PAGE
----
28. The GWR logos at Hammersmith
Another unexpected find. These benches must be at least almost a century old, for they bear the emblem of a company that helped to build and run this stretch of track long before anyone thought or tried to stitch together a single, unified Underground.
They’re on the Hammersmith platforms that are served by the Hammersmith and City and the Circle lines. It’s a chunk of the network that’s been subject to a number of revamps and rebrandings during the last 150 years. Decades ago it was the Metropolitan line that terminated here; centuries ago it was the Hammersmith and City Railway.
Each name change brought its own batch of new signs, furnishings and corporate clutter. Much will have been cleared up and thrown away down the years. But these benches have somehow survived, and they bear the imprint of the Great Western Railway: the company that helped build this bit of the line all the way back in 1863-64.
GWR: God’s Wonderful Relics, Granted Wise Reprieve.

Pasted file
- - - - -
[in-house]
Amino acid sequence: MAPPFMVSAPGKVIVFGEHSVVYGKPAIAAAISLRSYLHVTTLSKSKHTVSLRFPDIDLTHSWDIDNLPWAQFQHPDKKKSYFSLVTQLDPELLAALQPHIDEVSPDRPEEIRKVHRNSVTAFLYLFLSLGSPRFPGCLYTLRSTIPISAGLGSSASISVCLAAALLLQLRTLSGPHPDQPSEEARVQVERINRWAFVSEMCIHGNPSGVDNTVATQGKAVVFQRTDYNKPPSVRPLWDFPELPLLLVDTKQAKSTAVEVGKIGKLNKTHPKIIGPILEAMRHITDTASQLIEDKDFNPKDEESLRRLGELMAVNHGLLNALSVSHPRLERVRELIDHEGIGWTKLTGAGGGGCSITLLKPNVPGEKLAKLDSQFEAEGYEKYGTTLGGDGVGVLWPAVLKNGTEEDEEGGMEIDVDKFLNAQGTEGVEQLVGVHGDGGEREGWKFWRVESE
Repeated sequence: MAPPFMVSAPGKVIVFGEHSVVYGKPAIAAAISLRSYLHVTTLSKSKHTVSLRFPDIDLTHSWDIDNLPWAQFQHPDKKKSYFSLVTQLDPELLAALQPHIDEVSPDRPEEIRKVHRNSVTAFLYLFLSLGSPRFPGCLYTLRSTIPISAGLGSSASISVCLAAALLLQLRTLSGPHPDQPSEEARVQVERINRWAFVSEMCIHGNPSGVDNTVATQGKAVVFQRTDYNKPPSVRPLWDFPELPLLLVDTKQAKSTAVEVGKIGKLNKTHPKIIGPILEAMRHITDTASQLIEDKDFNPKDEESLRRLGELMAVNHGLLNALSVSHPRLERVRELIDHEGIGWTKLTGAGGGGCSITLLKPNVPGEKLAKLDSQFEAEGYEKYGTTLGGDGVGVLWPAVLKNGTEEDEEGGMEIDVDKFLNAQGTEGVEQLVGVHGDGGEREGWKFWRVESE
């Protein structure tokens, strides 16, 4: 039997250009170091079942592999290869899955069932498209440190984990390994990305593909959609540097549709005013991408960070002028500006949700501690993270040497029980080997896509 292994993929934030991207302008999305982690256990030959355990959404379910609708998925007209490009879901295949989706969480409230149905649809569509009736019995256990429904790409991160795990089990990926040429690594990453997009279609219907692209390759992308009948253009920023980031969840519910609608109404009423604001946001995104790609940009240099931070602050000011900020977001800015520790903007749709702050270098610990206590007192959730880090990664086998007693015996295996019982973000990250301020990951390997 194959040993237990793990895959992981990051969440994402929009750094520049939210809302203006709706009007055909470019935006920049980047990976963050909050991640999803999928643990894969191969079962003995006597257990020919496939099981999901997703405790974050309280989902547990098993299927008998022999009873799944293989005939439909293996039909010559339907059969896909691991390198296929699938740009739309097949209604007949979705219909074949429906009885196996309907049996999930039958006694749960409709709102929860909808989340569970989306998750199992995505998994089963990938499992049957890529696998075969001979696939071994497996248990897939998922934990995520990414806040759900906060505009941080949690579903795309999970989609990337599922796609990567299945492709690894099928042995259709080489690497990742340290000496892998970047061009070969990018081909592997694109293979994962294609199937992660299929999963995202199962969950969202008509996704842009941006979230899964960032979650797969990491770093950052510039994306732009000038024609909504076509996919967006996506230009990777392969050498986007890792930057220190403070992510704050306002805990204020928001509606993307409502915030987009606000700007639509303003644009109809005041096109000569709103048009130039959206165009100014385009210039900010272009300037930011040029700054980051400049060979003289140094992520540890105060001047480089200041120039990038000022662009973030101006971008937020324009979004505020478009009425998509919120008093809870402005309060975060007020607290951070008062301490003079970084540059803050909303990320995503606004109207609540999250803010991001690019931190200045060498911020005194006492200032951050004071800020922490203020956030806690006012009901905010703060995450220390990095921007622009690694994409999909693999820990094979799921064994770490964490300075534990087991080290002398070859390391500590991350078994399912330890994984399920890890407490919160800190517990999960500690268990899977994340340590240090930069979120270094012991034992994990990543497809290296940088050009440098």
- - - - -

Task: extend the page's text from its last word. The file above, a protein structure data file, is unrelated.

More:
Post 1924 at the very least
The Gas Works Railway (IT was SO full of itself, that it was under-appreciated by other, so loudly did it publicise itself!) … didn’t introduce that design until weel after the “Grouping” of 1923 – probably about 1936 I’d guess.
It was known as the “shirt button” logo (as it usually appeared within a circle) and first appeared on coaches in 1934.
Thanks for the clarification, chaps!
So when did the last GWR train actually run to Hammersmith?
10th August 1863 would have been the last date that the GWR worked trains on the Met. How this seat came to be at Hammersmith is a mystery as it is post 1936.
Could they have been surplus to requirement when Westbourne Park main line platforms were demolished?